This week, the Washington Post reported that the Food and Drug Administration (FDA) may allow the sale of genetically modified (GM) salmon to consumers. Already, flaws in the review process surrounding this controversial disruption to the natural food chain are coming into focus.
Unfortunately, the FDA, which has been tasked with overseeing the public's health, could approve the divisive science experiment as early as this fall -- a decision that consumers strongly oppose. If approved, the salmon would represent the first genetically modified animal sold as food to unsuspecting consumers (currently, there are no labeling requirements in place to assist consumers in identifying and avoiding GM foods).
Many in the aquaculture industry seek to genetically engineer fish to speed up production of their product. In this case, the company lobbying the FDA for approval, AquaBounty Technologies, wants to combine salmon genes that control growth hormone with a gene from another fish, the ocean pout. The ocean pout gene would keep the growth hormone in production, effectively creating mutant salmon that grow at twice the normal rate.
Unfortunately, the FDA's tests (historically used to determine if a non-GM food was safe) were created before GM products became a reality and are insufficient in determining the long-term, unforeseen consequences of the GM salmon in question. Put simply, these dated tests cannot determine the salmon's full allergenicity and toxicity.
In addition to the FDA's inability to test for the full range of consumer health threats introduced by GM foods, the agency's tests do not include a review of the GM animals' environmental impacts.
This is unacceptable, as a recent study commissioned by the European Union revealed that genetically modified fish "have a considerably greater effect on the natural environment than hatchery-reared non-transgenic species when they escape."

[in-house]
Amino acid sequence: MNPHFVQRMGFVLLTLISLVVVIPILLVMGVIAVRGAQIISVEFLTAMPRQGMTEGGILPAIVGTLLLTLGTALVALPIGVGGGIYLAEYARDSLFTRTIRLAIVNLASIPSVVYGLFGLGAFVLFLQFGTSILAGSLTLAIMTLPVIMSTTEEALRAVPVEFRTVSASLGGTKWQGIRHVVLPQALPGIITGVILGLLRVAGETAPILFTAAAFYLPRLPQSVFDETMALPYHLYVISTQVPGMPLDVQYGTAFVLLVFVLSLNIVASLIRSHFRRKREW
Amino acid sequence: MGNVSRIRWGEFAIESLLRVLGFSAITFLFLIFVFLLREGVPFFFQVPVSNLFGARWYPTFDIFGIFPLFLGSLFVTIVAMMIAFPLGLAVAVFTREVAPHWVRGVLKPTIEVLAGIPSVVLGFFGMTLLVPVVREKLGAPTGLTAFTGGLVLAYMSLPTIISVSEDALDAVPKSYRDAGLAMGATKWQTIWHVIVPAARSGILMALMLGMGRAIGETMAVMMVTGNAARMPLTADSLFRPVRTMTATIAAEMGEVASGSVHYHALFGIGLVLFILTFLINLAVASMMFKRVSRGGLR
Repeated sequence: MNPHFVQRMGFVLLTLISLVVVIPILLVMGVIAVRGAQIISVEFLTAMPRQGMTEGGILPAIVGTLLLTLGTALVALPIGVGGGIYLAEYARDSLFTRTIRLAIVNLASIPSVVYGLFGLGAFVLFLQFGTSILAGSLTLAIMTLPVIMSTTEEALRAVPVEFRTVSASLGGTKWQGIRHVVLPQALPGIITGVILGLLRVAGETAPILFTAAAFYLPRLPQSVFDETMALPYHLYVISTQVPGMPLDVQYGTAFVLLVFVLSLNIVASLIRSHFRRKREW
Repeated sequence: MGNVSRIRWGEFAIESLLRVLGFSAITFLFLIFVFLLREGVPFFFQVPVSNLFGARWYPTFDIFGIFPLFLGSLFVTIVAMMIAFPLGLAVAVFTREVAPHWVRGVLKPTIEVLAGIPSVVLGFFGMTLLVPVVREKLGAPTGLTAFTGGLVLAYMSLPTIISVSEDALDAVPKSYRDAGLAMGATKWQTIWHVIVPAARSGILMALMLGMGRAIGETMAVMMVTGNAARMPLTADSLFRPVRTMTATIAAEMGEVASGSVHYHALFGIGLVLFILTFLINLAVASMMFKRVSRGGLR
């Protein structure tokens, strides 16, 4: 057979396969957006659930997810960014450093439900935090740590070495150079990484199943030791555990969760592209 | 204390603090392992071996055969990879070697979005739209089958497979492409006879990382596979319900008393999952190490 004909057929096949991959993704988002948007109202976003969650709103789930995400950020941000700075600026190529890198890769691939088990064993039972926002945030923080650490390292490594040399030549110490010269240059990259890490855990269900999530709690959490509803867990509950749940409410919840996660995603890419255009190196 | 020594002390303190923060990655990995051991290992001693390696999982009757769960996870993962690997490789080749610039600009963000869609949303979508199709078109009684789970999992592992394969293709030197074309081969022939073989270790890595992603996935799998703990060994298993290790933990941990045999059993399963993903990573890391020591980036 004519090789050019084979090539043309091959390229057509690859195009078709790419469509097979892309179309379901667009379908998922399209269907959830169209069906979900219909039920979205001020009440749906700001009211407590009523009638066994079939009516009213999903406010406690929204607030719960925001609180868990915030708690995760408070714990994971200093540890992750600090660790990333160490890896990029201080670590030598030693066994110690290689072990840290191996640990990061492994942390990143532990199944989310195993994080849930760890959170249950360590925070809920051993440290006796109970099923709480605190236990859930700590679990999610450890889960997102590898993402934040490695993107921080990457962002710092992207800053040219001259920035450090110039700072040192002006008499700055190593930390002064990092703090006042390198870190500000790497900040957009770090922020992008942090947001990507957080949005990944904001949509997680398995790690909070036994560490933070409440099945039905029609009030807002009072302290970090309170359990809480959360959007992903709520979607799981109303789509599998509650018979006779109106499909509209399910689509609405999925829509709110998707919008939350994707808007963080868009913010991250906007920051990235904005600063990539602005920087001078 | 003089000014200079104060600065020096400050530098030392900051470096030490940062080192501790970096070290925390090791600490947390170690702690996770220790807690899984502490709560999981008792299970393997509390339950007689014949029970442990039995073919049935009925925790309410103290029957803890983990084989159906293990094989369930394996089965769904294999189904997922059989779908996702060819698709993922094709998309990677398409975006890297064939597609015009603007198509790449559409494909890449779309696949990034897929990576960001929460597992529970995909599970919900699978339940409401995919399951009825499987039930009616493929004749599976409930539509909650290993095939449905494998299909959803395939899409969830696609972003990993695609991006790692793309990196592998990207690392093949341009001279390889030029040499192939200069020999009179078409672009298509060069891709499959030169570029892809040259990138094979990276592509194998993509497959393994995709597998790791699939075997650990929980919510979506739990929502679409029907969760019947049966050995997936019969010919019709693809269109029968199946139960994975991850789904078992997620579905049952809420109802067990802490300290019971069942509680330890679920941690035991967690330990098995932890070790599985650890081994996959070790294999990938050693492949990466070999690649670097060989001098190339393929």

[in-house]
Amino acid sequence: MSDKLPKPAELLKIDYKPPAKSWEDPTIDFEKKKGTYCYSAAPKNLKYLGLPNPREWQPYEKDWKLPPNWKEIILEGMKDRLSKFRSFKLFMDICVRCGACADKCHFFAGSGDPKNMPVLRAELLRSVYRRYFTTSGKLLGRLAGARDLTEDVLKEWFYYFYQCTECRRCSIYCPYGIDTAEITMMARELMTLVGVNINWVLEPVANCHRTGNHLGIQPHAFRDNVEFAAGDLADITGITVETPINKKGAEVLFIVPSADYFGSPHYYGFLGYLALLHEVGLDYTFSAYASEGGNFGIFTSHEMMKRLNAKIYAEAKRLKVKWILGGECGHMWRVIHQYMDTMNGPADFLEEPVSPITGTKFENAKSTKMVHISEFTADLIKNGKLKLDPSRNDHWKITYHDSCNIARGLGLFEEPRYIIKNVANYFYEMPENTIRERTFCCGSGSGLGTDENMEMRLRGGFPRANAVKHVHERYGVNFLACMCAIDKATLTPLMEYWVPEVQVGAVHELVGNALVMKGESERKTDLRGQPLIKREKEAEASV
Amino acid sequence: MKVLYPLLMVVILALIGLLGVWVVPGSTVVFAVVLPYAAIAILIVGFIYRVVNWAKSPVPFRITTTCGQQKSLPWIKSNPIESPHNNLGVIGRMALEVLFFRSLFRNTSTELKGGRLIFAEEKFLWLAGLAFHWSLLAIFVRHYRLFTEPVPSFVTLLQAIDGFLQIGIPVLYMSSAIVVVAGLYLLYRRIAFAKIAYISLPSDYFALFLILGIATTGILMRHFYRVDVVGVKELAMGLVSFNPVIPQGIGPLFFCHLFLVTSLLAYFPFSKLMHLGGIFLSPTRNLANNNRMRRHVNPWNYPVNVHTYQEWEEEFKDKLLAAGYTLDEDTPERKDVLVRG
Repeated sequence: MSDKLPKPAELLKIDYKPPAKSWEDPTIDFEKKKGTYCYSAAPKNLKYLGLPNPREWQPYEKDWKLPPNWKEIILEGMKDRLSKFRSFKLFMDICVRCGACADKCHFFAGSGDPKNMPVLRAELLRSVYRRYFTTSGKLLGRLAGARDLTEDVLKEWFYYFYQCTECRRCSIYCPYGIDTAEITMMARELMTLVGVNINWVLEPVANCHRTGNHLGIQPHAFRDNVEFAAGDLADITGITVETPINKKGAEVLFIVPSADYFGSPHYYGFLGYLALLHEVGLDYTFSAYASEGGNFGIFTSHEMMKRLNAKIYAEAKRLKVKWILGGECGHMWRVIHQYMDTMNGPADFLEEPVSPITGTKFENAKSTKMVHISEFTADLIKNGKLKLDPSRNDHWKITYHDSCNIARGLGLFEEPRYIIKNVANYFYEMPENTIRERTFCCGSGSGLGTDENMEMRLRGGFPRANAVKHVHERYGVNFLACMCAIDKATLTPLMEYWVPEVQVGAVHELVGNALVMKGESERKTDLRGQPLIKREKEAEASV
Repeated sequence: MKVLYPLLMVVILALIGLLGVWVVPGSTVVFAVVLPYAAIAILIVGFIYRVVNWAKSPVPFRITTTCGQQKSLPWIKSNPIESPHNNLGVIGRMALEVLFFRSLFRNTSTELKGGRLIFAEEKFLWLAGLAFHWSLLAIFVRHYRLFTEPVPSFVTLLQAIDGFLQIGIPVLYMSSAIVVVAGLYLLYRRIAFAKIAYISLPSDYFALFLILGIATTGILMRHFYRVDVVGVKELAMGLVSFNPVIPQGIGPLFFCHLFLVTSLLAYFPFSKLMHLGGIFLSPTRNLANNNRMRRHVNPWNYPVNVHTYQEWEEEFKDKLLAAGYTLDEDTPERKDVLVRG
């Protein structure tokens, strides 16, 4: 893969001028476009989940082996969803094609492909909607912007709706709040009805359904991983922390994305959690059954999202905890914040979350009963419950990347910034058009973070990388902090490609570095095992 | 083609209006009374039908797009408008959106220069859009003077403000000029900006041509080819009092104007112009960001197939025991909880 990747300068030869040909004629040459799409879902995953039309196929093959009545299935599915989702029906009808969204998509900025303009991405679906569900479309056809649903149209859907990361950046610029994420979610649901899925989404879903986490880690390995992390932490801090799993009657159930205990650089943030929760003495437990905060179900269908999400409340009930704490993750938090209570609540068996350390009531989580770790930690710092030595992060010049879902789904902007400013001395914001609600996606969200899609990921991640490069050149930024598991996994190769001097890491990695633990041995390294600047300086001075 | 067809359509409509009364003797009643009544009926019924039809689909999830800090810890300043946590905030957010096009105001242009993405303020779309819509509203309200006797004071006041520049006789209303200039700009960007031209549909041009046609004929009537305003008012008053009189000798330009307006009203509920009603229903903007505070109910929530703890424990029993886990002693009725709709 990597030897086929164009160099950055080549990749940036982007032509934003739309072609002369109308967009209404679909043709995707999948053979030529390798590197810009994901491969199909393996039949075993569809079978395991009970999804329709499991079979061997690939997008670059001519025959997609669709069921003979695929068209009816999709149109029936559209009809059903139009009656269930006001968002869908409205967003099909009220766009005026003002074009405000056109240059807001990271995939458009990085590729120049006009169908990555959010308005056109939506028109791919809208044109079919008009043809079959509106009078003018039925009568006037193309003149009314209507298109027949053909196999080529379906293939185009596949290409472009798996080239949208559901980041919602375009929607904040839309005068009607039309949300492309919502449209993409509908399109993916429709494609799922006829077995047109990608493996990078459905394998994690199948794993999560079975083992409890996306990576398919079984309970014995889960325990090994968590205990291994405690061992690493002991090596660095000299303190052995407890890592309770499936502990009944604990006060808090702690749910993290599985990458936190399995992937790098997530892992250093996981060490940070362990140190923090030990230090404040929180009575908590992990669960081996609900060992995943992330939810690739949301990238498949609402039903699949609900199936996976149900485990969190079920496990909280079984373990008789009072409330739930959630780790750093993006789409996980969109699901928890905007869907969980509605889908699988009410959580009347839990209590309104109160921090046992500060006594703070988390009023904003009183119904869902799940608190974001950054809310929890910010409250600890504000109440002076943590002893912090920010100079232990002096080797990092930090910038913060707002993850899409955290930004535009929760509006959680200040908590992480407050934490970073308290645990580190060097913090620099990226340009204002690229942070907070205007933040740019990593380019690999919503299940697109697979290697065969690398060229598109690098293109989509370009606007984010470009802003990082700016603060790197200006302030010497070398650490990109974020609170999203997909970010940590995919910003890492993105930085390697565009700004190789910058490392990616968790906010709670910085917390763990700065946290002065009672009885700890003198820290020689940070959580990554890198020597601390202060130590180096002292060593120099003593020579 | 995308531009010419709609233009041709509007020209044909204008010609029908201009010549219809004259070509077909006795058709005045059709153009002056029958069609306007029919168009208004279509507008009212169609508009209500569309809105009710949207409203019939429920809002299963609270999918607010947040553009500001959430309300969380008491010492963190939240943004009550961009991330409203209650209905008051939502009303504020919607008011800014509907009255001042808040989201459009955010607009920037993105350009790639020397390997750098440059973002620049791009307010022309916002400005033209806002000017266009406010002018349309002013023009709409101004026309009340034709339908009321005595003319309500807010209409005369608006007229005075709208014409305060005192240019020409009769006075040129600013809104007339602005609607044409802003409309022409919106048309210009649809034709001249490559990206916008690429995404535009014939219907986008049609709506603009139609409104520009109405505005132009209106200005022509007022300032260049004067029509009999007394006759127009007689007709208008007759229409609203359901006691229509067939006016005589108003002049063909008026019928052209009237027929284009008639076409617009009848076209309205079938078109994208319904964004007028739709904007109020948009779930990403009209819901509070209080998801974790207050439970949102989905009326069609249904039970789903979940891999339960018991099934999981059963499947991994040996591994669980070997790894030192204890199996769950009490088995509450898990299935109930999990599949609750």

AquaBounty has claimed that they will raise their fish in land-based facilities where ocean escapes are impossible, but what about the masses of corporations that will no doubt race to produce GM fish in the crowded open ocean facilities they already utilize for fish production? If the FDA approves GM fish, these fish will likely escape from their floating ocean pens (millions of salmon currently escape from them every year). Furthermore, even if a company promises to produce sterile fish incapable of interbreeding with the wild population, fast growing GM fish can easily outcompete wild fish for natural resources.
The Washington Post article points out:
"A Purdue University study using a computer model -- and widely criticized by the biotechnology industry -- showed that if 60 transgenic fish bred in a population of 60,000 wild fish, the wild fish would be extinct in 40 generations."
Ultimately, the documented environmental dangers and potential consumer health dangers of GM salmon prove that the public's distrust of GM products, as reflected in a recent Consumer Reports poll, is not without warrant. The 2008 poll revealed that the majority of Americans are concerned about consuming products from GM animals and 95 percent agree that these products should, at the very least, be labeled.
If studies have revealed the dangers of GM foods and the public has verbalized their distaste, why would AquaBounty claim that the FDA is close to approving their product? The reality is that consumers can keep this potentially hazardous food off of their dinner plates by contacting the FDA and demanding they perform up-to-date, comprehensive reviews of any new GM product, starting with AquaBounty.
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